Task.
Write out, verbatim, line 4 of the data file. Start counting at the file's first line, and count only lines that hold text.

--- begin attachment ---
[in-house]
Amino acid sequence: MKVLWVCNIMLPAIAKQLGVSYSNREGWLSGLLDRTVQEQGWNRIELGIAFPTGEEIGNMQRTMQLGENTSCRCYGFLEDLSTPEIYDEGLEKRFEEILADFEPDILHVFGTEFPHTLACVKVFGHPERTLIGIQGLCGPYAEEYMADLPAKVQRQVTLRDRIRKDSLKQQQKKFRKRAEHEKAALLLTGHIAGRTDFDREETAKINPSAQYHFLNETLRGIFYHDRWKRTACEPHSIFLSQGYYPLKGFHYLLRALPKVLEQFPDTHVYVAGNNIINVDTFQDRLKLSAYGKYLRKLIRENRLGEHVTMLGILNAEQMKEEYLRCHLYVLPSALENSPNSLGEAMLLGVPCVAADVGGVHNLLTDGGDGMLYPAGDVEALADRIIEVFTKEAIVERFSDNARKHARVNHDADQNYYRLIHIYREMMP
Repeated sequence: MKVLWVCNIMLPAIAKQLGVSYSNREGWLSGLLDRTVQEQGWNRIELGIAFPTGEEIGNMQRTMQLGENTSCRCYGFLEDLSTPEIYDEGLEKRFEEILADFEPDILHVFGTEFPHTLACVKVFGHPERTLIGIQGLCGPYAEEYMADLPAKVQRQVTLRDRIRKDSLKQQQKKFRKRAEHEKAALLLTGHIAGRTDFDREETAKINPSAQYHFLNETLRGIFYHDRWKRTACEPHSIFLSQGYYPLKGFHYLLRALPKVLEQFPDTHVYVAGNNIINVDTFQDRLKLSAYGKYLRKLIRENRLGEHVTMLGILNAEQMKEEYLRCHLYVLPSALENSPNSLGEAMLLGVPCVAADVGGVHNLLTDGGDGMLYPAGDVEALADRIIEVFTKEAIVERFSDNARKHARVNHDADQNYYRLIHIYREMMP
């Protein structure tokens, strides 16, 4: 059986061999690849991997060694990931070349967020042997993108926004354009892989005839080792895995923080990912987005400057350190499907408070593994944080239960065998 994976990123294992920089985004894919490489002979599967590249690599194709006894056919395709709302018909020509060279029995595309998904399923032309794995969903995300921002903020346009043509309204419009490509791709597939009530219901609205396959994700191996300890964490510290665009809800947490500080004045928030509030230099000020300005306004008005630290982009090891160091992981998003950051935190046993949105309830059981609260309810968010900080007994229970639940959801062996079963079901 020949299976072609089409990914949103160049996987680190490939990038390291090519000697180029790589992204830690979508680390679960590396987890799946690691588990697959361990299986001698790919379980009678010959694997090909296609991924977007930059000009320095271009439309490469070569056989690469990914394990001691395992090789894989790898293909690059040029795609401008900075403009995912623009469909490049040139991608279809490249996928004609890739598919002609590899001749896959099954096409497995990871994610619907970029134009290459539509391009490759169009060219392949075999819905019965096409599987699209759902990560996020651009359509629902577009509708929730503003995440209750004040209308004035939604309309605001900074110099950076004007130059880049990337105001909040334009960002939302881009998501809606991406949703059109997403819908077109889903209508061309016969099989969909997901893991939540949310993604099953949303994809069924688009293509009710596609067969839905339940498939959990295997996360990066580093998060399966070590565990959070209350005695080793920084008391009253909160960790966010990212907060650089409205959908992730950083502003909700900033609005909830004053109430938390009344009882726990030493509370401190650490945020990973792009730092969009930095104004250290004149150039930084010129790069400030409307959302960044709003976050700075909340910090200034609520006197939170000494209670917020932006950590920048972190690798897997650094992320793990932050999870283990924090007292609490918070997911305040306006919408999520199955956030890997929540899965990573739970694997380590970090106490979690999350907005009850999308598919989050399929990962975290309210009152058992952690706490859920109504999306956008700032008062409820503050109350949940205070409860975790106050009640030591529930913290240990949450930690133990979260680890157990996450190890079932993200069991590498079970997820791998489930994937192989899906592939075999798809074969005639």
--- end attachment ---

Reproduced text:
């Protein structure tokens, strides 16, 4: 059986061999690849991997060694990931070349967020042997993108926004354009892989005839080792895995923080990912987005400057350190499907408070593994944080239960065998 994976990123294992920089985004894919490489002979599967590249690599194709006894056919395709709302018909020509060279029995595309998904399923032309794995969903995300921002903020346009043509309204419009490509791709597939009530219901609205396959994700191996300890964490510290665009809800947490500080004045928030509030230099000020300005306004008005630290982009090891160091992981998003950051935190046993949105309830059981609260309810968010900080007994229970639940959801062996079963079901 020949299976072609089409990914949103160049996987680190490939990038390291090519000697180029790589992204830690979508680390679960590396987890799946690691588990697959361990299986001698790919379980009678010959694997090909296609991924977007930059000009320095271009439309490469070569056989690469990914394990001691395992090789894989790898293909690059040029795609401008900075403009995912623009469909490049040139991608279809490249996928004609890739598919002609590899001749896959099954096409497995990871994610619907970029134009290459539509391009490759169009060219392949075999819905019965096409599987699209759902990560996020651009359509629902577009509708929730503003995440209750004040209308004035939604309309605001900074110099950076004007130059880049990337105001909040334009960002939302881009998501809606991406949703059109997403819908077109889903209508061309016969099989969909997901893991939540949310993604099953949303994809069924688009293509009710596609067969839905339940498939959990295997996360990066580093998060399966070590565990959070209350005695080793920084008391009253909160960790966010990212907060650089409205959908992730950083502003909700900033609005909830004053109430938390009344009882726990030493509370401190650490945020990973792009730092969009930095104004250290004149150039930084010129790069400030409307959302960044709003976050700075909340910090200034609520006197939170000494209670917020932006950590920048972190690798897997650094992320793990932050999870283990924090007292609490918070997911305040306006919408999520199955956030890997929540899965990573739970694997380590970090106490979690999350907005009850999308598919989050399929990962975290309210009152058992952690706490859920109504999306956008700032008062409820503050109350949940205070409860975790106050009640030591529930913290240990949450930690133990979260680890157990996450190890079932993200069991590498079970997820791998489930994937192989899906592939075999798809074969005639």